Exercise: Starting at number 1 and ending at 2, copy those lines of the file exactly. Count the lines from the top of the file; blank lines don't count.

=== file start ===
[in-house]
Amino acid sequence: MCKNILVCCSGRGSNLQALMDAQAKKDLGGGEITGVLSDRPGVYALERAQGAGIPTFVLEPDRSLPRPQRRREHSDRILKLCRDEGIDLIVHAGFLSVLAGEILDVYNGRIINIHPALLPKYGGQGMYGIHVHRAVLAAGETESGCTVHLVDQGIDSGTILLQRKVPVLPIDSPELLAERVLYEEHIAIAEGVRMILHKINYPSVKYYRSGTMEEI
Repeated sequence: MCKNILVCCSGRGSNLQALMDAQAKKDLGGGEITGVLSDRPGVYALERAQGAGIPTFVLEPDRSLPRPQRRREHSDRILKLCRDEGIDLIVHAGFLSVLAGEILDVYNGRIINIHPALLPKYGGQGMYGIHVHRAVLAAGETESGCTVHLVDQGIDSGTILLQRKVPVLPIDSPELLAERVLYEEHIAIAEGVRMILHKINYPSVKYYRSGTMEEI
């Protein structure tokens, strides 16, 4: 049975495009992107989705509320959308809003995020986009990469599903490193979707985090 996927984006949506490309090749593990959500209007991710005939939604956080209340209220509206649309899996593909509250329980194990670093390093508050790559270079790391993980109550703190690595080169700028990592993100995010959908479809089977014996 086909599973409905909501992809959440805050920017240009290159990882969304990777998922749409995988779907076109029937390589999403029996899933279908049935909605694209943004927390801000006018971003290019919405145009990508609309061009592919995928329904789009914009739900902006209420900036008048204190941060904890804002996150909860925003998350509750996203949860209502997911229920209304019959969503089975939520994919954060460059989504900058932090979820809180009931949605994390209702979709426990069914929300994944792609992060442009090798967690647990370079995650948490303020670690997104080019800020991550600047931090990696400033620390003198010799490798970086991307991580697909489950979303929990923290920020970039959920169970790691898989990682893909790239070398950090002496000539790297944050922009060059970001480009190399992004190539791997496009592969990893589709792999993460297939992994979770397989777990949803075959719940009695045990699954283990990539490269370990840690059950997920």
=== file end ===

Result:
[in-house]
Amino acid sequence: MCKNILVCCSGRGSNLQALMDAQAKKDLGGGEITGVLSDRPGVYALERAQGAGIPTFVLEPDRSLPRPQRRREHSDRILKLCRDEGIDLIVHAGFLSVLAGEILDVYNGRIINIHPALLPKYGGQGMYGIHVHRAVLAAGETESGCTVHLVDQGIDSGTILLQRKVPVLPIDSPELLAERVLYEEHIAIAEGVRMILHKINYPSVKYYRSGTMEEI